The trophic web is an intricate association of foods: a series of eatens culminating in a fewer eaters. Many trophic webs terminate at their peak at a single ultra-consumer, and it in turn is the consumer of most things underneath it. The archpredator. Sometimes, other, smaller, predators are food for the archpredator. This is especially true in pelagic ecosystems, less so in terrestrial ones. As the saying goes: “There’s always a bigger fish.” Once a lion reaches a certain size, it will tend to be the eater of eaters, and never be eaten. Tend. Sometimes hyenas eat lions. A gap in the trophic web means there should be something there: A lot of small-bodied, seemingly similar-sized predatory or herbivorous reptiles implies the presence of a larger, singular predator that eats them, whereas a archpredator and a lot of plants implies something in between, an eater of plants and an eaten of predators. Examining these gaps means we can infer the presence of the missing element.


If you are found near a piece of food, chances are you are or were going to eat it. If it’s in your body – well, there’s no question. What does that say, though? You ate something. It’s pretty certain you did. But is it all you’d ever eat? Can I conclude from this that this is the sum total of your potential food resource consumption? Association of two organisms implies interaction, and the closer or most nested of these interactions implies method of interaction. Association, as much as anything else, implies behavior, so a fish in the gut of a pterosaur, or a bird in the gut of a dromaeosaur, means the one was eaten by the other.


If you eat something, you must have a method to do so. Egg-eating snakes have methods of opening those eggs: a series of spikes inside their throat, or a pair of special teeth, that slice open the shell. Lizards like gila monsters and tegus bite open the shells. If your food is elusive, you must be able to find it, so you have morphology to get it: kiwis have specialized sense organs in their nose that help them find food under forest-floor litter; ducks have similar for plying murky waters; yet still, crocs use them to sense when food enters their water and the method by which they swim. Sharks smell blood, and sense disturbed behavior: something is flailing … something is dying. So morphology hints at process, the final act of consumption, how an animal puts food into its body. Ultimately, though, morphology is best inferred from examining living animals. Back-checking living animals that do “a thing” to eat allows us to hypothesize something we cannot observe eating how it ate. A fish with broad, relatively short-toothed jaws probably swallowed prey, so if we find another animal with broad, relatively short-toothed jaws, we wouldn’t be so wrong in implying it swallowed prey. Not all morphological inferences need be drawn from the front end of the animal. The size of one’s rear end relates to food, too. Herbivores consume plants; for many, this means fermentation. If the size of one’s gut is small but the front end implies plants, then food is passed relatively quickly; generally, this means leaner vegetarians, more generalist feeders, who can crop from some tough but mostly softer foods and will pass this food fairly fast, meaning lots of feeding continuously. But large guts means fermentation, and that means you can harvest tougher, woodier foods and spend time processing that food without constantly consuming more food. Such animals will have extra organs in their guts for processing this food: caeca in the intestines, diverticulae of the esophagus called crops, or even extra chambers in the stomach. Sometimes you’re so efficient you have two of these (I don’t think any animal has all three).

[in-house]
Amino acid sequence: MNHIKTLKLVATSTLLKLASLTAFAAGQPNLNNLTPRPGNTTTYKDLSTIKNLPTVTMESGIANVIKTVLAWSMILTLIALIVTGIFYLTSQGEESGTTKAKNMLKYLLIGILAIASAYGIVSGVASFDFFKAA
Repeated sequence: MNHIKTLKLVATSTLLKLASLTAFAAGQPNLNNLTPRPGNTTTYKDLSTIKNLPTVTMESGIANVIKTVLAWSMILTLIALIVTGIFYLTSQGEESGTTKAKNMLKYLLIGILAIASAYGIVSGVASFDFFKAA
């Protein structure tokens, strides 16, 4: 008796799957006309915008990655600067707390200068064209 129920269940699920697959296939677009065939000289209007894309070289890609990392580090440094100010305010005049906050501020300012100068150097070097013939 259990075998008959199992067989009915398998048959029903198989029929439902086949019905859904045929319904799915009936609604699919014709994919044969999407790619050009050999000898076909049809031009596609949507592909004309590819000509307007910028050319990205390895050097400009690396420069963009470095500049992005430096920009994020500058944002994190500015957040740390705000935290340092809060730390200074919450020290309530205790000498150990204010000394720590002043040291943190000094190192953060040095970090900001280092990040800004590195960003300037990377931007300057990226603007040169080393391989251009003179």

No single one of these factors allows us to determine the diet of an organism; it is the knowing of all of them that does. We understand the environment in which the animal lives, its place in the trophic web, the organisms it regularly encounters, and the means by which it can procure food – all these relate directly into its diet. Our inference of the diet of an animal grows stronger the more of these things we employ, rather than our knowledge of merely one or two. These things, HEAM, equal “diet.”

We will start with the beginning of my discussion on one type of -vore, the piscivore (alternately, the ichthyophage).